The articles here at Sprout Insights are written to keep you informed about ways to improve your social media presence. But beyond this publication, Sprout Social has tools that help you track and control that presence.

The fast pace of Twitter means that exciting new people are sharing their thoughts on the network every day. Keeping track of the most important people in your field can feel like an overwhelming task because of the sheer volume of members to sort through.

The good news is that there are some handy tools that can help you identify the most important people to follow. Sprout Social includes some features for seeking out those influencers, and Twitter has some useful internal features as well.

Sprout Social’s Discovery Tools

The features offered by Sprout Social are designed to make your use of social media easier. That includes some tools to help you and your business find important new people to follow and connect with. To access these tools, sign in to your Sprout Social account and click on the “Discovery” icon from the top menu. This includes three sections: “Suggestions,” “Cleanup,” and “Smart Search.”

The Suggestions feature gives you some lists of potential accounts to add. One covers people who follow you that you haven’t followed back. The second includes people who you have had Twitter conversations with, and the final list includes accounts that mentioned your account in tweets. Each of those lists can be filtered to show all related names or to display only Influential People. Those are the accounts that may be of greater value to connect with on Twitter.

The other two Discovery tools on Sprout Social can help you streamline your list of accounts you follow. If you need to pare down how many people appear in your feed, the Cleanup feature lists people who are not active on the network, tweet infrequently, or do not follow you in return. This can help you focus on interactive accounts to build more meaningful relationships on Twitter.

Finally, the Smart Search feature serves multiple purposes. While it can help your sales team to connect with potential new clients or your customer service reps to identify people in need of assistance, it can also be a source of new names to follow. Pick out phrases that would be commonly in use among the thought leaders of your field. You can then save a search for that phrase so that you’ll always be up to date on who is chatting about key topics.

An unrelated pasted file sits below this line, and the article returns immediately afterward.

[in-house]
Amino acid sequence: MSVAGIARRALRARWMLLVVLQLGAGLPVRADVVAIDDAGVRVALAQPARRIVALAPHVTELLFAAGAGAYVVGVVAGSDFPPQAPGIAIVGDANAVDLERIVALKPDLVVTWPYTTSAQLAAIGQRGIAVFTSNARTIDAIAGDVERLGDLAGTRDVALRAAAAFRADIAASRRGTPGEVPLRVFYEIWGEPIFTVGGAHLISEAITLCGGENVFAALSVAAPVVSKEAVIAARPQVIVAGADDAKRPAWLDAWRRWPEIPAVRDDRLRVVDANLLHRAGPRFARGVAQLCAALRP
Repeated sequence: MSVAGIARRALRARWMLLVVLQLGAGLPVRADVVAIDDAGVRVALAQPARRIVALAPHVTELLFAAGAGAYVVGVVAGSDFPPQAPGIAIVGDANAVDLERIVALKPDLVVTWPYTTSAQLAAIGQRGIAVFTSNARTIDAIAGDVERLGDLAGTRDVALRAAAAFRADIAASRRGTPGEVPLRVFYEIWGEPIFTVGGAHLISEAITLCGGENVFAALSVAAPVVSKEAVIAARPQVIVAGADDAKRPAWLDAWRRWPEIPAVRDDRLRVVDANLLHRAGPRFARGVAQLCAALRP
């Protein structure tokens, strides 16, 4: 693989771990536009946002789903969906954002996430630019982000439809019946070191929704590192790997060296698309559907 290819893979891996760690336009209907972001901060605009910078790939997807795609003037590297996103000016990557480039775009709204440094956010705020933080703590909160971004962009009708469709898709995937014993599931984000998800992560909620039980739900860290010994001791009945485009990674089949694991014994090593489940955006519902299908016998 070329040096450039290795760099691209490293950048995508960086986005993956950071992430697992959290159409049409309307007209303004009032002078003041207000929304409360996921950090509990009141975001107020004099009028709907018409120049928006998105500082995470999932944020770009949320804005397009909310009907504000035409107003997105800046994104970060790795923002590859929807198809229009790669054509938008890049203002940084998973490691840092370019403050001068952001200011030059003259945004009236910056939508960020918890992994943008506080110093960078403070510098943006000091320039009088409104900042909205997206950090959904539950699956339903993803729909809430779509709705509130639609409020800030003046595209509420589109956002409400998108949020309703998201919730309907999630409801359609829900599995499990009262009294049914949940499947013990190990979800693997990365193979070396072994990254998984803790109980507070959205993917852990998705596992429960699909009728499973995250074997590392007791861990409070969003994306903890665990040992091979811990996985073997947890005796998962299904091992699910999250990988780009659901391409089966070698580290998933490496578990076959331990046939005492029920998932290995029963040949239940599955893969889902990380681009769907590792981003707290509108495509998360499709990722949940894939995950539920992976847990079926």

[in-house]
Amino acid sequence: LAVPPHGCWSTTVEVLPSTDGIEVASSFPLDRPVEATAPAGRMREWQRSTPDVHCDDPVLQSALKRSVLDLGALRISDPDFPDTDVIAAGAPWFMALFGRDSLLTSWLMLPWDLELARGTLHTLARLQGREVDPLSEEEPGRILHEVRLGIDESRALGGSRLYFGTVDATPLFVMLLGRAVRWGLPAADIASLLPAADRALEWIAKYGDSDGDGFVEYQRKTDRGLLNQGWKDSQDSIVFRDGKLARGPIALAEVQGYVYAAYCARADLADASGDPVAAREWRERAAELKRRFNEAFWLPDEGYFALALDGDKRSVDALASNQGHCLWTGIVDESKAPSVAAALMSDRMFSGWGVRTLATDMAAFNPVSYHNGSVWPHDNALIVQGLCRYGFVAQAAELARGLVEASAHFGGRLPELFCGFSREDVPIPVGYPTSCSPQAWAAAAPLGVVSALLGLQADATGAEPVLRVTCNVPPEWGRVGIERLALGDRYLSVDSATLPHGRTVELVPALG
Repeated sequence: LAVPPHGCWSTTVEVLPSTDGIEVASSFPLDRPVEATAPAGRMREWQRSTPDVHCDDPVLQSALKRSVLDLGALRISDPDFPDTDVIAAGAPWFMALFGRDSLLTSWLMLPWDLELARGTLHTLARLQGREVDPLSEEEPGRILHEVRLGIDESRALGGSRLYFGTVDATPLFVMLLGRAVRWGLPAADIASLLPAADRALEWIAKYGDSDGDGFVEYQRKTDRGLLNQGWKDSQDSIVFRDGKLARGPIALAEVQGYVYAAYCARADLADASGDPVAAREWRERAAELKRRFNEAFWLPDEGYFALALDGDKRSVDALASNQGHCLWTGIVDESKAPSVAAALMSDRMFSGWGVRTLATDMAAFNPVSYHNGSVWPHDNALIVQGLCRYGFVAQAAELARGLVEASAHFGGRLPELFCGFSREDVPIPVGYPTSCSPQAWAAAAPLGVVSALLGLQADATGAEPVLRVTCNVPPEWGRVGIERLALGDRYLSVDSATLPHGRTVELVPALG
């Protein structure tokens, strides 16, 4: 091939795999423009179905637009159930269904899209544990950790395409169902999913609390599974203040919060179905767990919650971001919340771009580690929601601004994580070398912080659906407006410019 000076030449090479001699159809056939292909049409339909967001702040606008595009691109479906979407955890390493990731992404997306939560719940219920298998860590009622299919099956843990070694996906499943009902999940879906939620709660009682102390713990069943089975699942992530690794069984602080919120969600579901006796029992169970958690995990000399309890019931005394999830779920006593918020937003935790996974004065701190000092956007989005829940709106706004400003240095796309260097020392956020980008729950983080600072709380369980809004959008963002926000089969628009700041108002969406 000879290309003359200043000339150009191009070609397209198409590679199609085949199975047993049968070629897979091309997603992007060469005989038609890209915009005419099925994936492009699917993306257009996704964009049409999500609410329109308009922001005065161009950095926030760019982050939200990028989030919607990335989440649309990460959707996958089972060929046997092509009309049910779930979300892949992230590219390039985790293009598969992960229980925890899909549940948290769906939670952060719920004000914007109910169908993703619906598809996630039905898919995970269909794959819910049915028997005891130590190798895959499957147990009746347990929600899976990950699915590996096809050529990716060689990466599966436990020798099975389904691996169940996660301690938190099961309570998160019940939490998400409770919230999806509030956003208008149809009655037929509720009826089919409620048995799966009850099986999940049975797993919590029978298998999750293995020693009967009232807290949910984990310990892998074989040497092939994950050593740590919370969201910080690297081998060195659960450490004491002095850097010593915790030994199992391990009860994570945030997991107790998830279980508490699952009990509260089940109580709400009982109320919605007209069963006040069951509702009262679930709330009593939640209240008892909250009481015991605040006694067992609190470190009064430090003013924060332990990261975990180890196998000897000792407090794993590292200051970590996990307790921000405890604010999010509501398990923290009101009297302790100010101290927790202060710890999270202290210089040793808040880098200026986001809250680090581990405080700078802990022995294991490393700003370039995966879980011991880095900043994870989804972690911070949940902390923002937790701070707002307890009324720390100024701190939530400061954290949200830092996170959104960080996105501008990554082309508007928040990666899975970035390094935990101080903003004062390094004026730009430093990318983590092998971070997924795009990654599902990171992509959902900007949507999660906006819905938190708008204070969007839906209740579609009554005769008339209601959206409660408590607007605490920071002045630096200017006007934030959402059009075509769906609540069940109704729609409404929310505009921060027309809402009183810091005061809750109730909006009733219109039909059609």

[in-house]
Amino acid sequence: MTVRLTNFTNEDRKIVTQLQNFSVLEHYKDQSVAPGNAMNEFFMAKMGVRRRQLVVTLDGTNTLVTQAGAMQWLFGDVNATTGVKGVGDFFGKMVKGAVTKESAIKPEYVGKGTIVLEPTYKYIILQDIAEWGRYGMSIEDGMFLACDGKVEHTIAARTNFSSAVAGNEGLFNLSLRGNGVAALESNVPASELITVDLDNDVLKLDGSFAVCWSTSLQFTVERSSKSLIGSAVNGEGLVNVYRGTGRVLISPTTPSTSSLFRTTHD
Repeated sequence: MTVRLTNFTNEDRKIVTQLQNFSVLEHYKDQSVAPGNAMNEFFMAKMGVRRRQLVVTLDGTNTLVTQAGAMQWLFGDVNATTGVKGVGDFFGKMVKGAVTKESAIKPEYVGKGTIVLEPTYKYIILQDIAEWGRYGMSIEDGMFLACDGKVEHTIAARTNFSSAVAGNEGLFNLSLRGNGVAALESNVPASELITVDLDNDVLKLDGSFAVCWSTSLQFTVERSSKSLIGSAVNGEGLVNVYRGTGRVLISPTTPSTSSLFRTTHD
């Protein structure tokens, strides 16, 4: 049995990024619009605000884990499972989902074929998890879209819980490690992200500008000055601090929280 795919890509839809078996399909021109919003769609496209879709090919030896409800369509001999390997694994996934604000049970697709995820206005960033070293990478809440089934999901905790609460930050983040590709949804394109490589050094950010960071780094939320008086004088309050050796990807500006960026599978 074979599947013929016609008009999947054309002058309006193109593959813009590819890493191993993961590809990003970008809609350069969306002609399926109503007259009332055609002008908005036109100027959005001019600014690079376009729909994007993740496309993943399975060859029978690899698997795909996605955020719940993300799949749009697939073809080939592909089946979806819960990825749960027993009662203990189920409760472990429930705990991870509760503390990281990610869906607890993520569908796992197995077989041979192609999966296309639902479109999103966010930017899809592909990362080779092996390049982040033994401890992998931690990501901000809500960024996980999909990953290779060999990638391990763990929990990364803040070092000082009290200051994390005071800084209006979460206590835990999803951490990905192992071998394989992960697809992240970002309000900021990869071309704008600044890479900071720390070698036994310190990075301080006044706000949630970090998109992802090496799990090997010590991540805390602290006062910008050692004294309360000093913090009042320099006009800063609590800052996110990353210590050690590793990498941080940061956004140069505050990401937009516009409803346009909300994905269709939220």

If you aren’t already using the tool, you can sign up for a free 30-day trial of Sprout Social to check out the discovery features for yourself.

Twitter’s Internal Tools

The network has developed its own features to assist people on the lookout for new people to follow. From Twitter’s main page, select “Discover” from the menu on the top left. The first feed it shows contains tweets that Twitter feels would be of interest to your account. That might range from items that other people have retweeted, or simply posts that went viral quickly, appealing to a wider audience.

As you browse through those curated tweets, you’ll notice that many of them have high numbers of favorites and retweets. That’s a sign that the authors have strong followings and may be important voices to connect with.

Another list under the Discover feature is called “Who to follow.” It offers suggestions of people to follow based on the accounts you are currently following (and a few other analytics). The list notes whether any of your existing connections are following those people, so you can pick new accounts that you already have connections with.

A final helpful feature from Twitter looks through your email connections to find people you may already know offline and could follow. As with the Who to follow list, you can see whether you know people who are following those folks already. If you have had any correspondence with influencers outside of Twitter, this will help you connect with them on the social media network as well.

This article discusses Sprout Social, our social media management tool for businesses. To learn about our editorial ethics and our commitment to objective coverage of the social media space, visit our About page.

[Image credit: John Verive, Mark Roy]